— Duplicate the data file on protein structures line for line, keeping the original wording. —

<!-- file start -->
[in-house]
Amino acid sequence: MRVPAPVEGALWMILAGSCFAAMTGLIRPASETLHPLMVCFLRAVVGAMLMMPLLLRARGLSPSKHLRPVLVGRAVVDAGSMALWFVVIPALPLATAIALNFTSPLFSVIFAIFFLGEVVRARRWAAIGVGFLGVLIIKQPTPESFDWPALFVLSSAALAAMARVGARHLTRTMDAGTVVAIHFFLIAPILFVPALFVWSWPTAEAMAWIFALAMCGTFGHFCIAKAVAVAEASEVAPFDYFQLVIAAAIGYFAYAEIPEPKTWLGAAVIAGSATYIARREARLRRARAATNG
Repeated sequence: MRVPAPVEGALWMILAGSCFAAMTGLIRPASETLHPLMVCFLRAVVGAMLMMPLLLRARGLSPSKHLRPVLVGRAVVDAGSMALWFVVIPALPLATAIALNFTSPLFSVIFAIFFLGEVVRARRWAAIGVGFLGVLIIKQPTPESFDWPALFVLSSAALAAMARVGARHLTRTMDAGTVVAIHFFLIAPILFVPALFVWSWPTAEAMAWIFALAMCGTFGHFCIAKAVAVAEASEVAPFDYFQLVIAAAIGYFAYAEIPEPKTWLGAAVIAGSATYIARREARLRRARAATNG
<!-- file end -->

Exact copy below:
[in-house]
Amino acid sequence: MRVPAPVEGALWMILAGSCFAAMTGLIRPASETLHPLMVCFLRAVVGAMLMMPLLLRARGLSPSKHLRPVLVGRAVVDAGSMALWFVVIPALPLATAIALNFTSPLFSVIFAIFFLGEVVRARRWAAIGVGFLGVLIIKQPTPESFDWPALFVLSSAALAAMARVGARHLTRTMDAGTVVAIHFFLIAPILFVPALFVWSWPTAEAMAWIFALAMCGTFGHFCIAKAVAVAEASEVAPFDYFQLVIAAAIGYFAYAEIPEPKTWLGAAVIAGSATYIARREARLRRARAATNG
Repeated sequence: MRVPAPVEGALWMILAGSCFAAMTGLIRPASETLHPLMVCFLRAVVGAMLMMPLLLRARGLSPSKHLRPVLVGRAVVDAGSMALWFVVIPALPLATAIALNFTSPLFSVIFAIFFLGEVVRARRWAAIGVGFLGVLIIKQPTPESFDWPALFVLSSAALAAMARVGARHLTRTMDAGTVVAIHFFLIAPILFVPALFVWSWPTAEAMAWIFALAMCGTFGHFCIAKAVAVAEASEVAPFDYFQLVIAAAIGYFAYAEIPEPKTWLGAAVIAGSATYIARREARLRRARAATNG